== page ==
"The president believes that federal resources should not be used to circumvent state laws." -- White House spokesman Nick Schapiro, on the president's decision to end DEA raids on medical marijuana dispensaries in states which have legalized such use

I had a fun Small-World moment last week with Susannah -- turns out we went to the same Elementary school, 25 years apart, and both had the same memorable and influential music teacher, Mrs. Scott! I was one of her earliest students, and she was one of her last but we were both in her famous spring musicals! We were even both in the same play, Oliver! (And speaking of coincidences, we just saw my nephew Eric portray the Artful Dodger this weekend!)

Being a super-taster is like being able to hear those high-pitched noises only dogs (and small children) can hear. It seems like it should be cool, even "super," to have the ability to detect things others in your group cannot, but in reality it's annoying, because the added elements we are notice are never pleasant. Like an irritating high-pitched squeal, the extra flavors we super-tasters detect are bitter and nasty.

"Banish procrastination. If you wait more than a week to get an idea done, abandon it. The point of being done is not to finish but to get other things done. Once you're done you can throw it away. Laugh at perfection. It's boring and keeps you from being done." -- Bre Pettis and Kio Stark, "The Cult of Done Manifesto"

I didn't find much to get excited about in other companies' booths at Toy Fair this year, but Robin did. For years she's been on the lookout for these tiny frog aquariums, like the one her Godmother used to have, and so she was thrilled to discover the booth of the company that created them, called Wild Creations. These cool little aquariums require very little maintenance and the miniature ecosystem inside includes a pair of tiny African dwarf frogs that are ever so cute! Robin immediately worked a deal for one, and they're so cool that Alison brought home a tiny frog Aquarium as well!

My buddy Keith Baker is planning a big trip around the world this summer, running D&D games in exchange for crash space and hospitality. Given his reputation as a world-famous game designer, he's gotten an impressive list of offers; he's going to have quite an adventure! What a great way to see the world! (I'll be watching his story unfold with particular interest; if it goes well for him, I might try stealing his idea someday!)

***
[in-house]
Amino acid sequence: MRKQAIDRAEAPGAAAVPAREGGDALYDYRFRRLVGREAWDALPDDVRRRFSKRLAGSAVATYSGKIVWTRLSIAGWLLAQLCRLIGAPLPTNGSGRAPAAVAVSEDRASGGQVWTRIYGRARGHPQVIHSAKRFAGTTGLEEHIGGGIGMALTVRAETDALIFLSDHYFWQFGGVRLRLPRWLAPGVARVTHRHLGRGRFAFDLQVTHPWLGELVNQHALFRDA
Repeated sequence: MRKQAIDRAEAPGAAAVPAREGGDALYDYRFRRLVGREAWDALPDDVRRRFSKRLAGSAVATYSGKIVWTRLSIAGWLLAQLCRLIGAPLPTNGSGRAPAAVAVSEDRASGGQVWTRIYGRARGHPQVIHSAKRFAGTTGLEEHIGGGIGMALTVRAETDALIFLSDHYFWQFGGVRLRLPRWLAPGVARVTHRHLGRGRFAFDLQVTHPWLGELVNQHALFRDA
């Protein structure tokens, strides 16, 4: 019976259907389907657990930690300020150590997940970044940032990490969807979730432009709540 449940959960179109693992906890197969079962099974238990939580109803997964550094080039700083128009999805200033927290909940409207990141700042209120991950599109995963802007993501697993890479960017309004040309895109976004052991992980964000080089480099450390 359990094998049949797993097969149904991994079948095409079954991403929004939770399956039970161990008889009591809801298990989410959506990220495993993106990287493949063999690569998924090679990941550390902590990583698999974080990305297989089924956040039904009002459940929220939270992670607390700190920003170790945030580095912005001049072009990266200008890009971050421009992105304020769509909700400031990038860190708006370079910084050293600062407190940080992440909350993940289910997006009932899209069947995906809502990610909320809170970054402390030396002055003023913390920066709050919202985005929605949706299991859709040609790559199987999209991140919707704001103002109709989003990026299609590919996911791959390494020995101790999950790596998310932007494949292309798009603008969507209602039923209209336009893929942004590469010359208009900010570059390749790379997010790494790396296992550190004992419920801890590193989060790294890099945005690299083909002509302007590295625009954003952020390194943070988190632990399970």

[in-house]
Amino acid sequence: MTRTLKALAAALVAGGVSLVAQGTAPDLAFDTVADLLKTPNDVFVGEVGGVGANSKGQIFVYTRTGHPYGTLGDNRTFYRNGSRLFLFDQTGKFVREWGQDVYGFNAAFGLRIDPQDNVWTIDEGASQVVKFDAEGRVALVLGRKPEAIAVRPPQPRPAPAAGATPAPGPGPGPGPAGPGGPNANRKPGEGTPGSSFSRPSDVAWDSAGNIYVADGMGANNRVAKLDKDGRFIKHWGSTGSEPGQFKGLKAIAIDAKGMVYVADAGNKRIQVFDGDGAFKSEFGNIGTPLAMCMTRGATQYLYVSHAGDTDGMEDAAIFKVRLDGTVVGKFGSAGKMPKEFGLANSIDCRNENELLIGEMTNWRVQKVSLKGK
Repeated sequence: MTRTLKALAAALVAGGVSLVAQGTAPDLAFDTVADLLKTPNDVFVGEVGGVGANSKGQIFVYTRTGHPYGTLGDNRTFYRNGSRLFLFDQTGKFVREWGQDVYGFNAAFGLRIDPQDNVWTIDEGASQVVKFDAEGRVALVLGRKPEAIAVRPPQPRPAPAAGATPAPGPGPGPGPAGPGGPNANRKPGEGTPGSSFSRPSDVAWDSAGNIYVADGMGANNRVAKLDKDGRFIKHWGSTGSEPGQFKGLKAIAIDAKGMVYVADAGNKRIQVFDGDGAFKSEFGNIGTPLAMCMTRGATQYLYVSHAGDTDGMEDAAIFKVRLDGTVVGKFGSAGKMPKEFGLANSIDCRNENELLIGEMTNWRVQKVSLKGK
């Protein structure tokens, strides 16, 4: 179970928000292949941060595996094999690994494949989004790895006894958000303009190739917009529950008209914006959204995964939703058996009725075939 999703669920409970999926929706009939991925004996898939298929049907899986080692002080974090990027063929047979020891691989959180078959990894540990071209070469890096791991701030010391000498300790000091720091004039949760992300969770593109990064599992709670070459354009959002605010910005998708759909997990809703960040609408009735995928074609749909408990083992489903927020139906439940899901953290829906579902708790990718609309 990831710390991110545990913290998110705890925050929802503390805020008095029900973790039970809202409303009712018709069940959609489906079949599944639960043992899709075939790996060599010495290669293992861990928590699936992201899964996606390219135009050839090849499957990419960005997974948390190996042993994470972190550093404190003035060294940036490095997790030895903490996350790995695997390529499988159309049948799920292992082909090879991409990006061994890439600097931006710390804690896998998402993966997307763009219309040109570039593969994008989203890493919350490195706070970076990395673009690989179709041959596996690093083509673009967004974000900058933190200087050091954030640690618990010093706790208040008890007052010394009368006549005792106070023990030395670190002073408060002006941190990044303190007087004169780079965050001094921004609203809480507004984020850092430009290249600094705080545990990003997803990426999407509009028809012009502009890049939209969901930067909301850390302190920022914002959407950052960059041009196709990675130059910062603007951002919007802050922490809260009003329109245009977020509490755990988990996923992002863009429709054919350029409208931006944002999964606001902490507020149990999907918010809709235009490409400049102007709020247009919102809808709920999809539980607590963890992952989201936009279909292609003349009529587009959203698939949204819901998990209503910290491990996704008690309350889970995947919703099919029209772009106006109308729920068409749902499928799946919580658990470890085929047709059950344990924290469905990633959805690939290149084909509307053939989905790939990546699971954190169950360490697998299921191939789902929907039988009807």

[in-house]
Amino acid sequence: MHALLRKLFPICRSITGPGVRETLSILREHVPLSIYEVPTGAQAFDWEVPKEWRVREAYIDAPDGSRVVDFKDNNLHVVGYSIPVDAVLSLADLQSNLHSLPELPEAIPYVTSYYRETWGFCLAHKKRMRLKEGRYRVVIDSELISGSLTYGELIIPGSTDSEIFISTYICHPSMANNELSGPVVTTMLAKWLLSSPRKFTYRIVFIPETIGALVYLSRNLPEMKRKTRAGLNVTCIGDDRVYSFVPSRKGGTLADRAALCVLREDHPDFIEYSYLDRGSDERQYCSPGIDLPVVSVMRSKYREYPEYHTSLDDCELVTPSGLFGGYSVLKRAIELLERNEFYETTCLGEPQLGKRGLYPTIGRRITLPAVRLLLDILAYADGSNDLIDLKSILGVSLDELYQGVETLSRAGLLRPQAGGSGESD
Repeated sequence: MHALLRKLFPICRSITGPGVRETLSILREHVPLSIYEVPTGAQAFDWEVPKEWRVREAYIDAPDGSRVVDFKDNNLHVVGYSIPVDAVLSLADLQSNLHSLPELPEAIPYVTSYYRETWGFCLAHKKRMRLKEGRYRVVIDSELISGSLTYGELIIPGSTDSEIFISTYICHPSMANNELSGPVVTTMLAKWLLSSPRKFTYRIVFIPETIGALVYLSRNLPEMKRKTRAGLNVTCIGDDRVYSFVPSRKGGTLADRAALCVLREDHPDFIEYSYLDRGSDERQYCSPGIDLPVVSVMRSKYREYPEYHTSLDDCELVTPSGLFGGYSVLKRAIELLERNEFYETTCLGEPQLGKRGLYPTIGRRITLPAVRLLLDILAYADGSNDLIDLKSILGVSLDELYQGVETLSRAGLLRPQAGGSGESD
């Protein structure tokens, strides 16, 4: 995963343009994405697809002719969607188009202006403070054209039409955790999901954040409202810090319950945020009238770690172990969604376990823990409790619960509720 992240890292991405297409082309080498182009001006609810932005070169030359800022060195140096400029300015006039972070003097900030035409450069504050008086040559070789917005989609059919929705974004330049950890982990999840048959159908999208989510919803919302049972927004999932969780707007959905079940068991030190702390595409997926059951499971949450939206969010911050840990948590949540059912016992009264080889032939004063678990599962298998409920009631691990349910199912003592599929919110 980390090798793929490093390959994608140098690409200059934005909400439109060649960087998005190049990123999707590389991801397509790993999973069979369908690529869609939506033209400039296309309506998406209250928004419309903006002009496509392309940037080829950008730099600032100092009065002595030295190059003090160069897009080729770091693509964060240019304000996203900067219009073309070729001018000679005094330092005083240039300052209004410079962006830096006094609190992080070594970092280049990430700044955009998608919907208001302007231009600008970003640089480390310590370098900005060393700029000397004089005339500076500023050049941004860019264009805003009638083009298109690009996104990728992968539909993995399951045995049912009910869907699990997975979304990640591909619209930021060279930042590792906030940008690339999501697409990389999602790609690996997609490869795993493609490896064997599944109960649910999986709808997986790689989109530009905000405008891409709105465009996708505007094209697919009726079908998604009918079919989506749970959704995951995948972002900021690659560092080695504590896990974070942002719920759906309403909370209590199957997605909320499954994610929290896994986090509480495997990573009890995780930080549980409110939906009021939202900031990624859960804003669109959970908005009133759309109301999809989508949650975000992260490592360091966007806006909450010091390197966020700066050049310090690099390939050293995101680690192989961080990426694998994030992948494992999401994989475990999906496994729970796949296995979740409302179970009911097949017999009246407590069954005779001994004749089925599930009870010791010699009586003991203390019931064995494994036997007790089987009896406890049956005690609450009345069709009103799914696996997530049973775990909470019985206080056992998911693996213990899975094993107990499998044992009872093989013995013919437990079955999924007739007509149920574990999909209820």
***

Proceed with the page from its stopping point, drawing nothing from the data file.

Recently my brother Rash and I were discussing The Twilight Zone and debating the question, "What was the very best episode?" We each came up with our own list of greatest shows, and when we compared notes later, exactly one episode appeared on both our lists. Clearly, we'd found the winner: A World of Difference (which we usually refer to by quoting its most memorable line: "CUT!")

"Games should have their rough spots, their peaks and valleys in the mathematical sheet of balance. They should be crunchy, not smooth, filled with secret caves of hidden knowledge for players to discover, ponder, and exploit." -- Matt Forbeck, "Game Balance Is Overrated"

I have a new trick for collecting egg whites for use in making meringues and angel food cakes. You can buy 100% liquid egg whites now (causing me to wonder, what do the folks who make that product do with the egg yolks?) but while the carton may indeed contain nothing but real egg whites, they don't whip up like fresh ones. So here's the trick: substitute pasteurized egg whites with the whites from fresh eggs when making cookies, brownies, and popovers, and save the fresh whites for whipping! It works great!

Here's a random thing about myself that almost made it onto my list of 25 Things -- It's my favorite joke, which is this riddle:

Q: How many surrealists does it take to screw in a light bulb?
A: Two -- one to paint the giraffe orange, and the other to fill the bathtub with brightly colored machine tools!

"To those who cling to power through corruption and deceit and the silencing of dissent, know that you are on the wrong side of history; but that we will extend a hand if you are willing to unclench your fist." -- President Obama's Inauguration Speech, 1/20/9

I'm very pleased with my poker statistics for 2008: I played 72 games (either open-ended penny ante sessions or $5 buy-in tourneys) and I had an overall profit of $41.30. And I'm off to a great start this year, too -- on Monday night I won $15 in our regular weekly tournament!

I was excited to see that Ending Marijuana Prohibition was the #1 idea on the list of suggestions for the new president generated and voted on by internet users through With this being the most popular suggestion in the forthcoming Citizen's Briefing Book, how can it continue to be ignored? Is this issue finally about to break open? Could Obama bring about real change? Could he get America to "unclench the fist" that is drug prohibition? He's got the power, he's got the mandate, he's got the perfect economic & political conditions, and he's on record as having the wisdom... but does he have the guts?

"Lots of people love this movie of course. But I'm convinced it's for the wrong reasons. Because to me 'It's a Wonderful Life' is anything but a cheery holiday tale... it's a terrifying, asphyxiating story about growing up and relinquishing your dreams, of seeing your father driven to the grave before his time, of living among bitter, small-minded people. It is a story of being trapped, of compromising, of watching others move ahead and away, of becoming so filled with rage that you verbally abuse your children, their teacher and your oppressively perfect wife. It is also a nightmare account of an endless home renovation." -- Wendell Jamieson, "Wonderful? Sorry, George, It's a Pitiful, Dreadful Life"

"I like that I append pants to the end of people's names sometimes. It's like wa, only pantsier." -- Twitter by Sorcyress, aka Kat Dutton

"I'm feeling really out of it because I'm wearing so many hats right now." -- a sentence featuring two confusing expressions which a Japanese student needed to have explained by Rash